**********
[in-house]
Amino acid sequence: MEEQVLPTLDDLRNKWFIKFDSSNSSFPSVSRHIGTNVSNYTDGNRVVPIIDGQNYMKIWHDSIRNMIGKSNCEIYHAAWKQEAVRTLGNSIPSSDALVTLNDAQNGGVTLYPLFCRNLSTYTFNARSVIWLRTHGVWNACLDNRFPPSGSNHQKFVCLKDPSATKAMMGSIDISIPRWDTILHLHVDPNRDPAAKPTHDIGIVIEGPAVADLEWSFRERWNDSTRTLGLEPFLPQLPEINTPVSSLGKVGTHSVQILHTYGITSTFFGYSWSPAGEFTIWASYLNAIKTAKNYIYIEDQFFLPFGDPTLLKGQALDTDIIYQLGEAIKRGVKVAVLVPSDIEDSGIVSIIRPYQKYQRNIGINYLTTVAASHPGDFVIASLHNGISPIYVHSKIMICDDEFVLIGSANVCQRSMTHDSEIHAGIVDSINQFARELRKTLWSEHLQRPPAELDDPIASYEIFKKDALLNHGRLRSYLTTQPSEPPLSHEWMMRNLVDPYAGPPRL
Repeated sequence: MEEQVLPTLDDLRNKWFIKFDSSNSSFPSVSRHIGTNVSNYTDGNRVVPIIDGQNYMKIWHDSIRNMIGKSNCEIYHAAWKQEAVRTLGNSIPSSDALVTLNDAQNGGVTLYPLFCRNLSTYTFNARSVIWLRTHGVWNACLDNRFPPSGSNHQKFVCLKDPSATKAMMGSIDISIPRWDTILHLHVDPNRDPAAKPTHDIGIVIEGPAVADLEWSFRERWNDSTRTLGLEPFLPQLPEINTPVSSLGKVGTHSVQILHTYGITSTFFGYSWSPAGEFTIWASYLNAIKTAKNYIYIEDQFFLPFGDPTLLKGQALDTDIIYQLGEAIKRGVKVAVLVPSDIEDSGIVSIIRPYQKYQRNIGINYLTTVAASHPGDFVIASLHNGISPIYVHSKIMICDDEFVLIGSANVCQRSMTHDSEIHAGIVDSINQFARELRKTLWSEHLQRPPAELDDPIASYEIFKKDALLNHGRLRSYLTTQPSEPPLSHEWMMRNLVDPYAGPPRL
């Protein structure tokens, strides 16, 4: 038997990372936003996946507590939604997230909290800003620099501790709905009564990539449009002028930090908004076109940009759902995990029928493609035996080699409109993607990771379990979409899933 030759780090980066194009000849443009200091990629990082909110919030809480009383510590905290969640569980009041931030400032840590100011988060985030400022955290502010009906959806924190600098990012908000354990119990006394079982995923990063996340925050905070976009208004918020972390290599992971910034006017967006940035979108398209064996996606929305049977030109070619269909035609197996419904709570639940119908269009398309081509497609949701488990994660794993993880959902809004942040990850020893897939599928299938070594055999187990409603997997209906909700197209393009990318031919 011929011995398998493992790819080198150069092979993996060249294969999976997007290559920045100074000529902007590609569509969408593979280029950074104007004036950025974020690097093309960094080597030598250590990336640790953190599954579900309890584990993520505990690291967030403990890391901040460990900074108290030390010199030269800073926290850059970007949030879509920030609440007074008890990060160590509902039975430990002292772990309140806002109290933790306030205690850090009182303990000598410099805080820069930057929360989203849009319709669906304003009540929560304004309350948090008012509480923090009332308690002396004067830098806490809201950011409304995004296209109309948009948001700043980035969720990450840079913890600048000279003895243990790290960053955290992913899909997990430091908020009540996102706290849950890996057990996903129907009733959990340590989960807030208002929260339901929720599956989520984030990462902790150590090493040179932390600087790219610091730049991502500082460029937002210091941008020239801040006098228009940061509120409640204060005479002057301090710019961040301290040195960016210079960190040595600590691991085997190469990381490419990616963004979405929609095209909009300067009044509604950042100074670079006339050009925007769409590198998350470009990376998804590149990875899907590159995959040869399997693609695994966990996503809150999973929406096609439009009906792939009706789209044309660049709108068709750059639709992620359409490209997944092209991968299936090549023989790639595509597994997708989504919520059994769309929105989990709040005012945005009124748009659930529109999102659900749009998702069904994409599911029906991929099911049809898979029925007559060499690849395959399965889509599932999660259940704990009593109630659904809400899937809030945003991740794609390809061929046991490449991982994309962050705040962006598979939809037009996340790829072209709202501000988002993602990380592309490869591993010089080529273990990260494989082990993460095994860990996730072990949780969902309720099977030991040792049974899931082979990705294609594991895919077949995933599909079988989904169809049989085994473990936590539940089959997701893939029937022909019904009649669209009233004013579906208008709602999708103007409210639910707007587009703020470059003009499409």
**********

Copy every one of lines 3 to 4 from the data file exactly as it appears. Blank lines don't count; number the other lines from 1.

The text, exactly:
Repeated sequence: MEEQVLPTLDDLRNKWFIKFDSSNSSFPSVSRHIGTNVSNYTDGNRVVPIIDGQNYMKIWHDSIRNMIGKSNCEIYHAAWKQEAVRTLGNSIPSSDALVTLNDAQNGGVTLYPLFCRNLSTYTFNARSVIWLRTHGVWNACLDNRFPPSGSNHQKFVCLKDPSATKAMMGSIDISIPRWDTILHLHVDPNRDPAAKPTHDIGIVIEGPAVADLEWSFRERWNDSTRTLGLEPFLPQLPEINTPVSSLGKVGTHSVQILHTYGITSTFFGYSWSPAGEFTIWASYLNAIKTAKNYIYIEDQFFLPFGDPTLLKGQALDTDIIYQLGEAIKRGVKVAVLVPSDIEDSGIVSIIRPYQKYQRNIGINYLTTVAASHPGDFVIASLHNGISPIYVHSKIMICDDEFVLIGSANVCQRSMTHDSEIHAGIVDSINQFARELRKTLWSEHLQRPPAELDDPIASYEIFKKDALLNHGRLRSYLTTQPSEPPLSHEWMMRNLVDPYAGPPRL
């Protein structure tokens, strides 16, 4: 038997990372936003996946507590939604997230909290800003620099501790709905009564990539449009002028930090908004076109940009759902995990029928493609035996080699409109993607990771379990979409899933 030759780090980066194009000849443009200091990629990082909110919030809480009383510590905290969640569980009041931030400032840590100011988060985030400022955290502010009906959806924190600098990012908000354990119990006394079982995923990063996340925050905070976009208004918020972390290599992971910034006017967006940035979108398209064996996606929305049977030109070619269909035609197996419904709570639940119908269009398309081509497609949701488990994660794993993880959902809004942040990850020893897939599928299938070594055999187990409603997997209906909700197209393009990318031919 011929011995398998493992790819080198150069092979993996060249294969999976997007290559920045100074000529902007590609569509969408593979280029950074104007004036950025974020690097093309960094080597030598250590990336640790953190599954579900309890584990993520505990690291967030403990890391901040460990900074108290030390010199030269800073926290850059970007949030879509920030609440007074008890990060160590509902039975430990002292772990309140806002109290933790306030205690850090009182303990000598410099805080820069930057929360989203849009319709669906304003009540929560304004309350948090008012509480923090009332308690002396004067830098806490809201950011409304995004296209109309948009948001700043980035969720990450840079913890600048000279003895243990790290960053955290992913899909997990430091908020009540996102706290849950890996057990996903129907009733959990340590989960807030208002929260339901929720599956989520984030990462902790150590090493040179932390600087790219610091730049991502500082460029937002210091941008020239801040006098228009940061509120409640204060005479002057301090710019961040301290040195960016210079960190040595600590691991085997190469990381490419990616963004979405929609095209909009300067009044509604950042100074670079006339050009925007769409590198998350470009990376998804590149990875899907590159995959040869399997693609695994966990996503809150999973929406096609439009009906792939009706789209044309660049709108068709750059639709992620359409490209997944092209991968299936090549023989790639595509597994997708989504919520059994769309929105989990709040005012945005009124748009659930529109999102659900749009998702069904994409599911029906991929099911049809898979029925007559060499690849395959399965889509599932999660259940704990009593109630659904809400899937809030945003991740794609390809061929046991490449991982994309962050705040962006598979939809037009996340790829072209709202501000988002993602990380592309490869591993010089080529273990990260494989082990993460095994860990996730072990949780969902309720099977030991040792049974899931082979990705294609594991895919077949995933599909079988989904169809049989085994473990936590539940089959997701893939029937022909019904009649669209009233004013579906208008709602999708103007409210639910707007587009703020470059003009499409």